Battery and Other EV Companies
Companies supporting the EVs have also found Arizona to be particularly favorable ground.
In Flagstaff, the EV parts store will occupy as much as 70,000-square-feet of the 379,000-square-foot former distribution center. A division of Japanese aluminum company UACJ Corp., the U.S. firm supplies precision extruded aluminum automotive components and assemblies from plants in Michigan; Paducah, Ky.; and San Miguel de Allende, Guanajuato, Mexico.
Li-Cycle’s co-founder and executive chairman, Tim Johnston, says, “Many of our existing battery supply customers have operations in the region, producing a significant supply of battery manufacturing scrap and end-of-life batteries which we will be able to recycle, returning valuable resources back into the economy.”
The Ontario-based company utilizes a two-stage “Spoke and Hub” technology model. Its Spoke facilities, such as the one planned in Gilbert, are regional mechanical plants that take in battery scrap and end-of-life batteries, producing intermediate products.
These products are then taken to a Hub facility, which takes the intermediate product though a hydrometallurgical circuit to produce battery-grade materials. The company’s first Hub facility is in late-stage development in Rochester, New York, and is expected to be operational by early 2023, Johnston says.
When complete, Li-Cycle’s “Spoke 3” facility will be capable of processing more than 11,000 tons of end-of-life batteries and battery manufacturing scrap per year, bringing Li-Cycle’s total recycling capacity to more than 22,000 tons per year.
Li-Cycle has obtained zoning approval from the Town and, following two neighborhood meetings, will apply for a required Conditional Use Permit to begin site construction.
In the interim, construction of the modular plant is under way off site, with expected completion of the plant by the first quarter of 2022. The facility is expected to create 40–50 jobs, he explains.
In Mesa, Atlis Motor Vehicles is built on three divisions: Energy, XP Platform and the XT Pickup Truck. The Energy division manufactures the battery cells and pack solutions, which are capable of charging in 15 minutes.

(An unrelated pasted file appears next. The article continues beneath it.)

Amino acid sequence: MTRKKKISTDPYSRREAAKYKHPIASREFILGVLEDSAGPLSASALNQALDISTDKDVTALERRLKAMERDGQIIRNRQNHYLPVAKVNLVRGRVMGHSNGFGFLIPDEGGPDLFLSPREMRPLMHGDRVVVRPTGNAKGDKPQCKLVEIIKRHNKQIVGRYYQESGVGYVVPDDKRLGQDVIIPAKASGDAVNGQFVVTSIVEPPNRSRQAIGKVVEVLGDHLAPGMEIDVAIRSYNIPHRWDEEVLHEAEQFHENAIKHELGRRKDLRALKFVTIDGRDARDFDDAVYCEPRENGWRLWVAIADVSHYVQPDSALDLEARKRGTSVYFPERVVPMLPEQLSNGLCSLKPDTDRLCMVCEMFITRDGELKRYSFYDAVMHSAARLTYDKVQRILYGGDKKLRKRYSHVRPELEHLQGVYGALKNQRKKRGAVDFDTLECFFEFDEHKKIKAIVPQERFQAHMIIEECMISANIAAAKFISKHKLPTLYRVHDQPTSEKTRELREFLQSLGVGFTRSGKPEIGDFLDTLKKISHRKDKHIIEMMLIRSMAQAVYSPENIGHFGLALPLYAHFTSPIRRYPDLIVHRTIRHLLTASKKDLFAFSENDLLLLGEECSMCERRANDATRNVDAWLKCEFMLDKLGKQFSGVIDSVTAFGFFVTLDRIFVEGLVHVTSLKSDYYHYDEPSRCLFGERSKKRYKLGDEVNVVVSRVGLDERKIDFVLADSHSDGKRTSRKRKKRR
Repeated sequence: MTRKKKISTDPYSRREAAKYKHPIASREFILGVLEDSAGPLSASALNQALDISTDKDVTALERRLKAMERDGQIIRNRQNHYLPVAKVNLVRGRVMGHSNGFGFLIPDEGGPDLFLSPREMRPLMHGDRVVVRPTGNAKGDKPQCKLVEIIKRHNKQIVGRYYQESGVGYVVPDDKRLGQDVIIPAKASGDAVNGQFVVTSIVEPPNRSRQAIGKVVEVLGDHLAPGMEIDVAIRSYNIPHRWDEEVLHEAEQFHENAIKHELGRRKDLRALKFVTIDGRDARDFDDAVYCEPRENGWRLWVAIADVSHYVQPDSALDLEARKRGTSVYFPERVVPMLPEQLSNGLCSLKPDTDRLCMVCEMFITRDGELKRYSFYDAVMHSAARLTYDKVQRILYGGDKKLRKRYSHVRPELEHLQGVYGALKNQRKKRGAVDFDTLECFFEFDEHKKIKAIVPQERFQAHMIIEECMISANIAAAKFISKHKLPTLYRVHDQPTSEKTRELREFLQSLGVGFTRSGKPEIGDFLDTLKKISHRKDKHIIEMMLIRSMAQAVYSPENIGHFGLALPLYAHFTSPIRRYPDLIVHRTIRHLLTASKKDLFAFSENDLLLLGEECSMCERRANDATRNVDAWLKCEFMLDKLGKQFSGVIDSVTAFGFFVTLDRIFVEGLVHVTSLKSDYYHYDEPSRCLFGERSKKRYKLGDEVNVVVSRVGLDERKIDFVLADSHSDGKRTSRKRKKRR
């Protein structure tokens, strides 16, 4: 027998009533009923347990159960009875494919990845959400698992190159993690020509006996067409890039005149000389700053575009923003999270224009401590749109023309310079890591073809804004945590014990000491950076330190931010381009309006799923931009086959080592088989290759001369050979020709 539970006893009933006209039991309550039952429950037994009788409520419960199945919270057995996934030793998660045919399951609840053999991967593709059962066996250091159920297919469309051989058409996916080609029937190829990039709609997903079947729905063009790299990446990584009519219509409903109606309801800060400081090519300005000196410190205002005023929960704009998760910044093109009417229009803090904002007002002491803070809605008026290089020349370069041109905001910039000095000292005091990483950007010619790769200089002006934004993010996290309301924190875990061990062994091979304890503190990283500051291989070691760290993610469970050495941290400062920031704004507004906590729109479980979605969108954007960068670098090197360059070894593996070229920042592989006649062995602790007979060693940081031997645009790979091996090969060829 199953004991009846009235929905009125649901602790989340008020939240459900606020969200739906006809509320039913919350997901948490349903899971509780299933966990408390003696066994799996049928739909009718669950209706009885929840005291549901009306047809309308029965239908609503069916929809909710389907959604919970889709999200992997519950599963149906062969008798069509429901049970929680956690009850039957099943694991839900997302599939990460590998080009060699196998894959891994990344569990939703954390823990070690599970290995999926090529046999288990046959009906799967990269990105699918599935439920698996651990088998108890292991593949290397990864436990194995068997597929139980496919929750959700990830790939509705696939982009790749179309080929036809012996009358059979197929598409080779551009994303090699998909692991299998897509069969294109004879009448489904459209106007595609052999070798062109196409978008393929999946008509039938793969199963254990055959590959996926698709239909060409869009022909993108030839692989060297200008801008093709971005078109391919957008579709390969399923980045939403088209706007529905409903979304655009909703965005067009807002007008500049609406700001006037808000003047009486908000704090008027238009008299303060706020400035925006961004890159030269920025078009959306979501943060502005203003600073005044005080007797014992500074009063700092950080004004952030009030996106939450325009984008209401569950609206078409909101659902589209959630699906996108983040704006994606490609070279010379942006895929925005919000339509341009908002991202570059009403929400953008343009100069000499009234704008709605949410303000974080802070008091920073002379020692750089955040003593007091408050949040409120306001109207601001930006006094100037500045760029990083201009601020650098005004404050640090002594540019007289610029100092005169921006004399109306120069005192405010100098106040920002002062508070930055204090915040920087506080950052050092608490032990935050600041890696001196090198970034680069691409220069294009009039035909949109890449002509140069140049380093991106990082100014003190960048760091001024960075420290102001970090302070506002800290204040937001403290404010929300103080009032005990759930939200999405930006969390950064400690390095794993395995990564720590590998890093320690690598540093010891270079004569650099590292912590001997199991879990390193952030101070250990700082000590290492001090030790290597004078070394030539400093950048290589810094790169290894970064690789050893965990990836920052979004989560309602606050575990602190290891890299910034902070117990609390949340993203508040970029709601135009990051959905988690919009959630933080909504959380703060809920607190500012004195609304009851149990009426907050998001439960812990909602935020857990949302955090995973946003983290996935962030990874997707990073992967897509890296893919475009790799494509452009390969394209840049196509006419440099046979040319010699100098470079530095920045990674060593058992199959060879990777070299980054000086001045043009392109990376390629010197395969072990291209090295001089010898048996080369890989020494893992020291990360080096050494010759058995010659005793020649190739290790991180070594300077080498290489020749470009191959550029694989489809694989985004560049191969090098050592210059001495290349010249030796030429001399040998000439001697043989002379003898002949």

The XP Platform allows aftermarket vehicle partners to electrify RVs, box trucks, vans and fleets. “This is both the base for the Atlis XT pickup and a stand-alone product intended for vehicle builders looking for a medium- to heavy-duty electric platform,” explains CEO and founder Mark Hanchett, who founded the company in 2016.
Finally, the XT Pickup Truck is powered by the Atlis Energy and Platform technologies, with 35,000 pounds of towing capacity and a 500-mile range, all on a 15-minute charge.
Hanchett notes that Atlis Motor Vehicles has 34 employees and expects to expand to more than 70 by the first quarter of 2022. “Our long-term goal is to power every piece of equipment and vehicle as well as the ecosystem of charging networks and energy-storage solutions that power everyday work,” he says (atlismotorvehicles.com).
In Buckeye, the KOREPlex facility will be the first domestic battery plant owned by a U.S.-based company and is expected to provide 3,400 jobs at peak construction. When the building is open, KORE Power plans to employ more than 3,000 full-time personnel. According to Lindsay Gorrill, co-founder and CEO of Coeur d’Alene,Idaho-based KORE Power), this will generate as many as 10,000 direct and indirect jobs.
Founded in 2018, KORE Power develops battery cell technology for the clean-energy industry, serving global energy storage, e-mobility, utility, industrial and mission-critical markets. The Buckeye facility will support up to 12 GWh of battery cell production –– enough capacity to produce power for 3.2 million homes annually.
The company’s schedule calls for construction to start by the end of the year, with battery production beginning in the second quarter of 2023.
Arizona, and Buckeye in particular, provided the company with four major benefits for building. “First, the EV and clean-energy sectors in the area offer us a strong client base. Second, the Phoenix area has a booming tech community that embraces innovation,” Gorrill explains. “Third, Arizona has a strong workforce and local colleges and universities educating the sustainability leaders of tomorrow. And, finally, the warm, dry desert climate is ideal for battery manufacturing” (korepower.com).
ASU alumnus Charlie Maury founded ZEV in March 2020 in Mesa, and today’s Tempe facility has 50-plus employees who develop, prototype and test regenerative technologies, explains CEO Carolyn Maury. A Gilbert manufacturing facility is expected to open in November. (atlismotorvehicles.com)
So far, the ZEV technology has improved vehicle efficiency and range by 15 percent while simultaneously driving down maintenance costs, the company reports.
“ZEV’s mission is EV for All,” Carolyn Maury says. “We are focused on democratizing EV access by distributing conversion kits, technology, training and services globally to partners and franchise owners who can bring the EV experience to every community and state. In this way, we can work together as one human race to combat climate change” (zeroevcorp.com).